Total Awarded: $54 million (as of 2013)
Duration: 2006 - Present
Geographic Focus: Global
MacArthur uses a number of grantmaking tools to advance its commitment to building a more just, verdant, and peaceful world. Nearly two decades ago, the Foundation expanded its toolkit to include the MacArthur Award for Creative and Effective Institutions, which provides recipient organizations grant funds in the form of institutional support. As opposed to project-specific grants or general operating support, grants for institutional support are used to foster the long-term sustainability of organizations doing critical and innovative work in fields that are core to the Foundation’s mission.
What We Evaluated
Since 2006, the MacArthur Award has been given annually to roughly 8–15 organizations that have a track record of success and innovation in areas that are crucial to the Foundation’s overall mission. Designed to foster organizations’ long-term financial stability and operational strength, the MacArthur Award is a surprise, one-time infusion of capital typically in the $350,000 to $1 million range. Organizations are expected to allocate at least 80 percent of the funding toward activities that will increase financial stability, such as building an endowment, creating a cash or operating reserve, establishing a venture fund, or purchasing real estate. Between 2006 and 2013, the Foundation granted nearly $54 million to 79 social sector organizations around the world through the MacArthur Award. In 2015, the Foundation commissioned an evaluation of the MacArthur Award to learn how it has been used by recipient organizations, and to inform decisions about how the Foundation can maximize the benefits of providing institutional support to grantees in the future.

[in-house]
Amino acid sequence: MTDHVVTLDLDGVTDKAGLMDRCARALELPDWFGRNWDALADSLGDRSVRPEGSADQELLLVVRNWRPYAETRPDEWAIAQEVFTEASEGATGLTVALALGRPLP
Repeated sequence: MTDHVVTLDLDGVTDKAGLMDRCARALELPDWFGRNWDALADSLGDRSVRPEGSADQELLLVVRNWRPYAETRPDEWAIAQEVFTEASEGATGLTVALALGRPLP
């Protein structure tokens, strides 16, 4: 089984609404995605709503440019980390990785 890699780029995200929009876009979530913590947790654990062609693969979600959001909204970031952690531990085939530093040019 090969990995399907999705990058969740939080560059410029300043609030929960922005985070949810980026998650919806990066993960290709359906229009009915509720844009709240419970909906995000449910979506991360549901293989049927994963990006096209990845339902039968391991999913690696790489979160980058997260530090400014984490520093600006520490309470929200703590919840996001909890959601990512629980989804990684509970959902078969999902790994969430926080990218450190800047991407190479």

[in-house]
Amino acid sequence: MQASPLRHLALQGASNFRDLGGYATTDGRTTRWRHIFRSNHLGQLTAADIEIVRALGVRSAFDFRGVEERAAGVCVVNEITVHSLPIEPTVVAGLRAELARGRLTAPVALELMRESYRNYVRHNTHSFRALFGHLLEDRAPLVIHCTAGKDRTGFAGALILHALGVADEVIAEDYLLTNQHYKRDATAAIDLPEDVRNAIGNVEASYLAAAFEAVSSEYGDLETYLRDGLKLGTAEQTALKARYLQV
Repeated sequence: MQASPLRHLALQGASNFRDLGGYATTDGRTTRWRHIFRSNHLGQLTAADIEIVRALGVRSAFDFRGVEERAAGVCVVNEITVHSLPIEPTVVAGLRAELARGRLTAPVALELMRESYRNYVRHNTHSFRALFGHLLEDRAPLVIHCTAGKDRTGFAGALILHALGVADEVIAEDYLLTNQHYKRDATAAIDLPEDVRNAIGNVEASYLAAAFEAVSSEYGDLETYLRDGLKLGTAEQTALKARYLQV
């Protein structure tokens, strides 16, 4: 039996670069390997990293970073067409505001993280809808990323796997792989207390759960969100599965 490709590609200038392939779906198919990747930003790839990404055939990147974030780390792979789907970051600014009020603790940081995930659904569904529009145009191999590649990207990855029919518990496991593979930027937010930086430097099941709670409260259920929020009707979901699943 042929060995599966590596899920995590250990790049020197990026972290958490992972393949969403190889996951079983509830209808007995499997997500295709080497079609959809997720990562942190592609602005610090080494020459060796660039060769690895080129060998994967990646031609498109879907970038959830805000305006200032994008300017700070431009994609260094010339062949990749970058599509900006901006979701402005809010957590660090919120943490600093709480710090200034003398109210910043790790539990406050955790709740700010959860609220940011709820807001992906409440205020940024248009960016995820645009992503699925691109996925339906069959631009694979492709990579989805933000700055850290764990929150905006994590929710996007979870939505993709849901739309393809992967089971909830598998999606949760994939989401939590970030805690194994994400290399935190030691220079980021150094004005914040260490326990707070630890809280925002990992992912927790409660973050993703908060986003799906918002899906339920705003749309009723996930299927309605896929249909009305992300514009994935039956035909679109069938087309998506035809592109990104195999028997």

What We Learned
Most recipient organizations reported that receiving the MacArthur Award provided an enhanced financial security and capacity, while also conferring a much-valued sense of credibility.
All of the recipient organizations interviewed through the evaluation mentioned the scarcity of flexible, institutional support from the funding community. From their perspective, the MacArthur Award has been a vital, all too unique source of institution-level support for non-profits.
Specifically, recipients reported that it helped them to invest in necessary, but unglamorous, areas of nonprofit administration, such as replacing outdated software, accounting systems, or customer relationship management systems; supporting ongoing maintenance of key intellectual or technological assets; and building a communications infrastructure.
The primary uses of the MacArthur Award among recipient organizations correspond to the guidelines established by the Foundation: most have allocated the award to a cash reserve. Yet many organizations see the so-called secondary uses—such as strategic planning, building technology infrastructure, etc.—as being equally, if not more, important than the primary uses.
For some organizations, the MacArthur Award served as a springboard for transformations that were already percolating at the time of their nomination or helped them to resolve long-simmering challenges about how to support their growth, often by using primary funds as a form of “change capital.” For instance, one recipient used the MacArthur Award to engage in the kind of strategic leadership succession planning that only sometimes happens in the nonprofit world.
We also found that the organizations that were, often coincidentally, in the midst of a strategic planning process when they were nominated for the MacArthur Award seemed best positioned to leverage the award for broad organizational change.
The evaluation also highlighted that the MacArthur Award’s structure—particularly its prescribed use categories—may not fully support organizational strengthening and long-term sustainability for its recipients.
In addition, the complementary supports, such as communications training, that come with the MacArthur Award have been moderately valuable to recipient organizations, but have the potential of becoming more valuable.